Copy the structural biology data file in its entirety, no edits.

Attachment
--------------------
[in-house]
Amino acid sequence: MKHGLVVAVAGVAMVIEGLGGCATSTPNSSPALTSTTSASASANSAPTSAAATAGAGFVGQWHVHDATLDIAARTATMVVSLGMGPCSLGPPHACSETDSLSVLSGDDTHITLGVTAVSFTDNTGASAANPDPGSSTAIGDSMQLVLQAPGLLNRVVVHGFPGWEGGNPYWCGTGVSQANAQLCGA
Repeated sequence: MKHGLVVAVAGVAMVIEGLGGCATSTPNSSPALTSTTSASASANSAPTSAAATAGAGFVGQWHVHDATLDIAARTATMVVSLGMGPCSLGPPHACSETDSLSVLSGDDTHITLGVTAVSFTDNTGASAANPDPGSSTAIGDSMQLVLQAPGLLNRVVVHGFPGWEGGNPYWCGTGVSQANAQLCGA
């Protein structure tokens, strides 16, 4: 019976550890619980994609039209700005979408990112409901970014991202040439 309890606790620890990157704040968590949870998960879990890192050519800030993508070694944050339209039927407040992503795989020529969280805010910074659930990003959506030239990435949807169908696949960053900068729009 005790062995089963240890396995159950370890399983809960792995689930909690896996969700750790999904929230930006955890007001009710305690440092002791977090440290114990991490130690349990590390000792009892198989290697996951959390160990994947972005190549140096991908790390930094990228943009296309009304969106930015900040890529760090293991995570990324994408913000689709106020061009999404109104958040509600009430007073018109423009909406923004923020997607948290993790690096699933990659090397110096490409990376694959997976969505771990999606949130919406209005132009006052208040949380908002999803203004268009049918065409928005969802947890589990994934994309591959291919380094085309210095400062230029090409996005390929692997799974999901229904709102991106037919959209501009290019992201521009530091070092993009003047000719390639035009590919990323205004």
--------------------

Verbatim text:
[in-house]
Amino acid sequence: MKHGLVVAVAGVAMVIEGLGGCATSTPNSSPALTSTTSASASANSAPTSAAATAGAGFVGQWHVHDATLDIAARTATMVVSLGMGPCSLGPPHACSETDSLSVLSGDDTHITLGVTAVSFTDNTGASAANPDPGSSTAIGDSMQLVLQAPGLLNRVVVHGFPGWEGGNPYWCGTGVSQANAQLCGA
Repeated sequence: MKHGLVVAVAGVAMVIEGLGGCATSTPNSSPALTSTTSASASANSAPTSAAATAGAGFVGQWHVHDATLDIAARTATMVVSLGMGPCSLGPPHACSETDSLSVLSGDDTHITLGVTAVSFTDNTGASAANPDPGSSTAIGDSMQLVLQAPGLLNRVVVHGFPGWEGGNPYWCGTGVSQANAQLCGA
């Protein structure tokens, strides 16, 4: 019976550890619980994609039209700005979408990112409901970014991202040439 309890606790620890990157704040968590949870998960879990890192050519800030993508070694944050339209039927407040992503795989020529969280805010910074659930990003959506030239990435949807169908696949960053900068729009 005790062995089963240890396995159950370890399983809960792995689930909690896996969700750790999904929230930006955890007001009710305690440092002791977090440290114990991490130690349990590390000792009892198989290697996951959390160990994947972005190549140096991908790390930094990228943009296309009304969106930015900040890529760090293991995570990324994408913000689709106020061009999404109104958040509600009430007073018109423009909406923004923020997607948290993790690096699933990659090397110096490409990376694959997976969505771990999606949130919406209005132009006052208040949380908002999803203004268009049918065409928005969802947890589990994934994309591959291919380094085309210095400062230029090409996005390929692997799974999901229904709102991106037919959209501009290019992201521009530091070092993009003047000719390639035009590919990323205004």